25 thoughts on “Weight training, I promise it’s not scary

  1. You are so knowledgeable! I definitely look forward to reading more. I am one of those people who feels really uncomfortable with the weights. I used to have no problem with strength training because I took the group ex classes at my gym twice a week and felt good about that. Once I started running higher mileage, those classes simply didn’t jive with my needs as a runner. I need to develop a plan that works for me and I know your tips will help!

    • Y’know? I guess I didn’t realize how much I’ve picked up over the years – until you said that you find what me so “knowledgeable,” which is such a huge compliment, btw! Thank you! I hope you can find a plan that works for you – or maybe the one I’m planning to write up as a sample, might work for you too. From one runner to another?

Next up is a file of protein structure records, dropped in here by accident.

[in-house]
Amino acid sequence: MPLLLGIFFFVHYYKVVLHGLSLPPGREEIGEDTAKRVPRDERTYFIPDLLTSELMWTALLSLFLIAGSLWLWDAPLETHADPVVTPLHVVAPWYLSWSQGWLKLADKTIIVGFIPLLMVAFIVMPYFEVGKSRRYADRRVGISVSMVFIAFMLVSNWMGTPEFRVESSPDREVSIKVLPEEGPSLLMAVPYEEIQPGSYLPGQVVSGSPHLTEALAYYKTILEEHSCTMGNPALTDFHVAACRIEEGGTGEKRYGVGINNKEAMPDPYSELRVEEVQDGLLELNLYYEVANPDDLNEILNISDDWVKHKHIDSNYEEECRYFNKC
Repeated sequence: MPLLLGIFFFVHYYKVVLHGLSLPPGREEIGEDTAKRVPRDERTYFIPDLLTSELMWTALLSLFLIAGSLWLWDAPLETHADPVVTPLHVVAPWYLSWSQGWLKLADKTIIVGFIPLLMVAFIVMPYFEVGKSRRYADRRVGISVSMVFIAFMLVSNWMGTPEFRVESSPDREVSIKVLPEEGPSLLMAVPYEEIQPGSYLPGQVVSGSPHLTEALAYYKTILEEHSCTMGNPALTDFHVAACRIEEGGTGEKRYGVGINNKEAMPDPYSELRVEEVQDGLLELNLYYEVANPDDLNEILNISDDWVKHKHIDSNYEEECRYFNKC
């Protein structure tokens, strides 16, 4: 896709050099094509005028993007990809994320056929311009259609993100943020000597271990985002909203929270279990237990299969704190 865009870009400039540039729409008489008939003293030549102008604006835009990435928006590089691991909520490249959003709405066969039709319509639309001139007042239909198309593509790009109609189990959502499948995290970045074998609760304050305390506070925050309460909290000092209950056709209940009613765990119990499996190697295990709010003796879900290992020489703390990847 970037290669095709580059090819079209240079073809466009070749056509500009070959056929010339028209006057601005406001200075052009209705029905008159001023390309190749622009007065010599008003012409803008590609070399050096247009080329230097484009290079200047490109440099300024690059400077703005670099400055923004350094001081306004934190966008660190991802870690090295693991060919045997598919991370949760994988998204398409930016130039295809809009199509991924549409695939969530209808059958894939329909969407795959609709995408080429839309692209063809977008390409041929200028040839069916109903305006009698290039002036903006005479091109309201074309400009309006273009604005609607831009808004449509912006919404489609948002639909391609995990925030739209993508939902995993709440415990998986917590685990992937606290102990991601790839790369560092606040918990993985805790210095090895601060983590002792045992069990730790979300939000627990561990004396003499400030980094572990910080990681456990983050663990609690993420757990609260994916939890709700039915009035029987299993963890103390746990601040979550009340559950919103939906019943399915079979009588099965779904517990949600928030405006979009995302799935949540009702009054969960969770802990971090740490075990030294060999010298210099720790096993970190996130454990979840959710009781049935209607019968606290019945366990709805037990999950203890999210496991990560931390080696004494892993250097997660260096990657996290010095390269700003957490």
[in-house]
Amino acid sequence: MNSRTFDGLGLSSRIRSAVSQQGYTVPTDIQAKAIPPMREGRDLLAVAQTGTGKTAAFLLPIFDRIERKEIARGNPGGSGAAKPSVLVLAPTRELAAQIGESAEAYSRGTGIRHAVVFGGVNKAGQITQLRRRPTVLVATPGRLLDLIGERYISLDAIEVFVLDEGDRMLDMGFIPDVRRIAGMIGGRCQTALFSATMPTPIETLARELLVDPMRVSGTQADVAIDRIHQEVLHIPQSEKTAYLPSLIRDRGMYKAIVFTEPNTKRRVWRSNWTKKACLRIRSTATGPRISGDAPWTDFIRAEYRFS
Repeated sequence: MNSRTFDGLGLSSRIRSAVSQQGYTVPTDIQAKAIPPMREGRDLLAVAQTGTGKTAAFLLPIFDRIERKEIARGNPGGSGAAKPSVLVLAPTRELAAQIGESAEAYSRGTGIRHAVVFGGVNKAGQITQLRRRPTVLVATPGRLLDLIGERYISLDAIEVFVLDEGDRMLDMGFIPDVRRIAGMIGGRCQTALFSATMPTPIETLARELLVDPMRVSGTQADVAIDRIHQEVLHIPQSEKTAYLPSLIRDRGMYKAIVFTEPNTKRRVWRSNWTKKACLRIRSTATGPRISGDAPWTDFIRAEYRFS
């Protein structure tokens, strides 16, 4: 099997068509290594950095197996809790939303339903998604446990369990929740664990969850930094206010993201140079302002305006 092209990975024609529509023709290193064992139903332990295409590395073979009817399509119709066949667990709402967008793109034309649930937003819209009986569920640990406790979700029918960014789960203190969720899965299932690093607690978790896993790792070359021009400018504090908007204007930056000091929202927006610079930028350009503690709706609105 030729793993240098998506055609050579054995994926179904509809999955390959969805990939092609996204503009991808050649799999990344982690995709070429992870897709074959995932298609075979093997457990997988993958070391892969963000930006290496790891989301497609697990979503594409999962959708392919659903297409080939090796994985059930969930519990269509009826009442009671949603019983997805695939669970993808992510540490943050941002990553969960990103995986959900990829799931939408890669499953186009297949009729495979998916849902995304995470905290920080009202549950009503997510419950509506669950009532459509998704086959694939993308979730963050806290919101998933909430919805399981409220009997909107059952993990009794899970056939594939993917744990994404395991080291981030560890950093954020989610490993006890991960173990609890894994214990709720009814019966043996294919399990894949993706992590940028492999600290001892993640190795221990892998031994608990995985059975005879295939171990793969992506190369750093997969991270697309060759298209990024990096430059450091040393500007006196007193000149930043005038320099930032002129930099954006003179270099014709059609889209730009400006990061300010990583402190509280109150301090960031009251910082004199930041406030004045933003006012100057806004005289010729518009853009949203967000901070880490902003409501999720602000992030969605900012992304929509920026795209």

2. YES – I think the key is to get comfortable first. And I highly recommend the DVD route as well. You can watch someone execute the moves correctly (well, as long as they’re a good instructor like Cathe, ’cause some are just BAD). Then you can start to get a sense of how to work with reps, rep patterns, sets, the different types of lifting (like drop-sets, supersets, etc).

    And the health benefits for women are just too numerous to count and it is nuts that it isn’t recommended more frequently by doctors. I’ll step far from the soap box now…

    • Absolutely! If you aren’t comfortable with a particular type of weight work (in the gym, in a class, at home, wherever), you’re not going to stick with it. And if you don’t LOVE the type of workout you’ve chosen, there’s no reason to stick with it, why not try something else? not only does it keep the body guessing but it’ll keep YOU motivated along the way too (something I think a lot of women struggle with related to weight training – sticking with it).